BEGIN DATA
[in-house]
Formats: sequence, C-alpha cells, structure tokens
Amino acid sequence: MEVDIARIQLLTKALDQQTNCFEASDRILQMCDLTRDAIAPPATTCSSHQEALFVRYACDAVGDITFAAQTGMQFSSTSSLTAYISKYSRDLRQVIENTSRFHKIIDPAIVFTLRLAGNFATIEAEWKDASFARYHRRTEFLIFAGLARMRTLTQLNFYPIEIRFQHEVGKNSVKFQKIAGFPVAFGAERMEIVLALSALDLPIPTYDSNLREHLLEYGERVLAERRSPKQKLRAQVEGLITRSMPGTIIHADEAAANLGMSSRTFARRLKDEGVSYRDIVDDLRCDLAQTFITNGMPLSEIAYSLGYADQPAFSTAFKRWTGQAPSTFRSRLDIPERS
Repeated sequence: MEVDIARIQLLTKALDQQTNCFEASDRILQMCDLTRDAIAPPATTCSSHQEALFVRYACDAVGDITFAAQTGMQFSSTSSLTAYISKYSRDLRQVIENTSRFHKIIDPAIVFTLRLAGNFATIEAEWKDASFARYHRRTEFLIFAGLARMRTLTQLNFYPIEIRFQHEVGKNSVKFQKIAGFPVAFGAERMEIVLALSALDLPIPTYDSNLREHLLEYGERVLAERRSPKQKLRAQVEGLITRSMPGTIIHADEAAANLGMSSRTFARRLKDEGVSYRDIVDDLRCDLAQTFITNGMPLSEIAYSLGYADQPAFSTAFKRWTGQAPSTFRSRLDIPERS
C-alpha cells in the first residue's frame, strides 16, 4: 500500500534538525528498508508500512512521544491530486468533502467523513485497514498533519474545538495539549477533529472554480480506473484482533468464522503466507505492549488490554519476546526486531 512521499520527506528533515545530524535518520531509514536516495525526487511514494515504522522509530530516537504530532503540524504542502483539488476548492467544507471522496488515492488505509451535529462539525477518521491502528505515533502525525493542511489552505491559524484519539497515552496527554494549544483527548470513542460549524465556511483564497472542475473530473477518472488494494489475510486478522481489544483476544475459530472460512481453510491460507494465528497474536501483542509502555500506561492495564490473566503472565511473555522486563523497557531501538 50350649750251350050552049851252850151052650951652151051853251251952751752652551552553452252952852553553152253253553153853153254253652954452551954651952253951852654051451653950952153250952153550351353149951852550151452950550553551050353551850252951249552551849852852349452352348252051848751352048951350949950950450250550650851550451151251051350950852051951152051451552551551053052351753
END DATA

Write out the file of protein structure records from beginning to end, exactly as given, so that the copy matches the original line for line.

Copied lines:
[in-house]
Formats: sequence, C-alpha cells, structure tokens
Amino acid sequence: MEVDIARIQLLTKALDQQTNCFEASDRILQMCDLTRDAIAPPATTCSSHQEALFVRYACDAVGDITFAAQTGMQFSSTSSLTAYISKYSRDLRQVIENTSRFHKIIDPAIVFTLRLAGNFATIEAEWKDASFARYHRRTEFLIFAGLARMRTLTQLNFYPIEIRFQHEVGKNSVKFQKIAGFPVAFGAERMEIVLALSALDLPIPTYDSNLREHLLEYGERVLAERRSPKQKLRAQVEGLITRSMPGTIIHADEAAANLGMSSRTFARRLKDEGVSYRDIVDDLRCDLAQTFITNGMPLSEIAYSLGYADQPAFSTAFKRWTGQAPSTFRSRLDIPERS
Repeated sequence: MEVDIARIQLLTKALDQQTNCFEASDRILQMCDLTRDAIAPPATTCSSHQEALFVRYACDAVGDITFAAQTGMQFSSTSSLTAYISKYSRDLRQVIENTSRFHKIIDPAIVFTLRLAGNFATIEAEWKDASFARYHRRTEFLIFAGLARMRTLTQLNFYPIEIRFQHEVGKNSVKFQKIAGFPVAFGAERMEIVLALSALDLPIPTYDSNLREHLLEYGERVLAERRSPKQKLRAQVEGLITRSMPGTIIHADEAAANLGMSSRTFARRLKDEGVSYRDIVDDLRCDLAQTFITNGMPLSEIAYSLGYADQPAFSTAFKRWTGQAPSTFRSRLDIPERS
C-alpha cells in the first residue's frame, strides 16, 4: 500500500534538525528498508508500512512521544491530486468533502467523513485497514498533519474545538495539549477533529472554480480506473484482533468464522503466507505492549488490554519476546526486531 512521499520527506528533515545530524535518520531509514536516495525526487511514494515504522522509530530516537504530532503540524504542502483539488476548492467544507471522496488515492488505509451535529462539525477518521491502528505515533502525525493542511489552505491559524484519539497515552496527554494549544483527548470513542460549524465556511483564497472542475473530473477518472488494494489475510486478522481489544483476544475459530472460512481453510491460507494465528497474536501483542509502555500506561492495564490473566503472565511473555522486563523497557531501538 50350649750251350050552049851252850151052650951652151051853251251952751752652551552553452252952852553553152253253553153853153254253652954452551954651952253951852654051451653950952153250952153550351353149951852550151452950550553551050353551850252951249552551849852852349452352348252051848751352048951350949950950450250550650851550451151251051350950852051951152051451552551551053052351753